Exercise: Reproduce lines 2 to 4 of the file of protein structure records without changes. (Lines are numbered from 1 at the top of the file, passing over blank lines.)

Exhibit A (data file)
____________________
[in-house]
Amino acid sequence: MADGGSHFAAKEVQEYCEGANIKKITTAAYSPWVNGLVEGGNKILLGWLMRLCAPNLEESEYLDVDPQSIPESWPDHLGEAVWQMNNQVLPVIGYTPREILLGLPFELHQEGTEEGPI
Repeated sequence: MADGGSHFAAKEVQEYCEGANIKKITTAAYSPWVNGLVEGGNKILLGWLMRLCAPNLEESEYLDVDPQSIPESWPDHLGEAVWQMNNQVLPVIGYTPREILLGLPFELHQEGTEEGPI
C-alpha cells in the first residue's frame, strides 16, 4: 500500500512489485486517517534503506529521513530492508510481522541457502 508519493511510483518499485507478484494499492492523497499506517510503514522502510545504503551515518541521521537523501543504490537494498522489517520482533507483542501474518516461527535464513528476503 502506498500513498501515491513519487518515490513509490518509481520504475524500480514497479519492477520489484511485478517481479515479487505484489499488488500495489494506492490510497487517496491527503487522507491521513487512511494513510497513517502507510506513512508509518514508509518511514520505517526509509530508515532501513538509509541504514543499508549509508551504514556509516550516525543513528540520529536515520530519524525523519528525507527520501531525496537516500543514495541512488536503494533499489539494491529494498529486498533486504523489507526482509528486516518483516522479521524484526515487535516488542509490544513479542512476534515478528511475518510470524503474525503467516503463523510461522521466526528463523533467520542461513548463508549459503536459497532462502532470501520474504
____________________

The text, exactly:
Amino acid sequence: MADGGSHFAAKEVQEYCEGANIKKITTAAYSPWVNGLVEGGNKILLGWLMRLCAPNLEESEYLDVDPQSIPESWPDHLGEAVWQMNNQVLPVIGYTPREILLGLPFELHQEGTEEGPI
Repeated sequence: MADGGSHFAAKEVQEYCEGANIKKITTAAYSPWVNGLVEGGNKILLGWLMRLCAPNLEESEYLDVDPQSIPESWPDHLGEAVWQMNNQVLPVIGYTPREILLGLPFELHQEGTEEGPI
C-alpha cells in the first residue's frame, strides 16, 4: 500500500512489485486517517534503506529521513530492508510481522541457502 508519493511510483518499485507478484494499492492523497499506517510503514522502510545504503551515518541521521537523501543504490537494498522489517520482533507483542501474518516461527535464513528476503 502506498500513498501515491513519487518515490513509490518509481520504475524500480514497479519492477520489484511485478517481479515479487505484489499488488500495489494506492490510497487517496491527503487522507491521513487512511494513510497513517502507510506513512508509518514508509518511514520505517526509509530508515532501513538509509541504514543499508549509508551504514556509516550516525543513528540520529536515520530519524525523519528525507527520501531525496537516500543514495541512488536503494533499489539494491529494498529486498533486504523489507526482509528486516518483516522479521524484526515487535516488542509490544513479542512476534515478528511475518510470524503474525503467516503463523510461522521466526528463523533467520542461513548463508549459503536459497532462502532470501520474504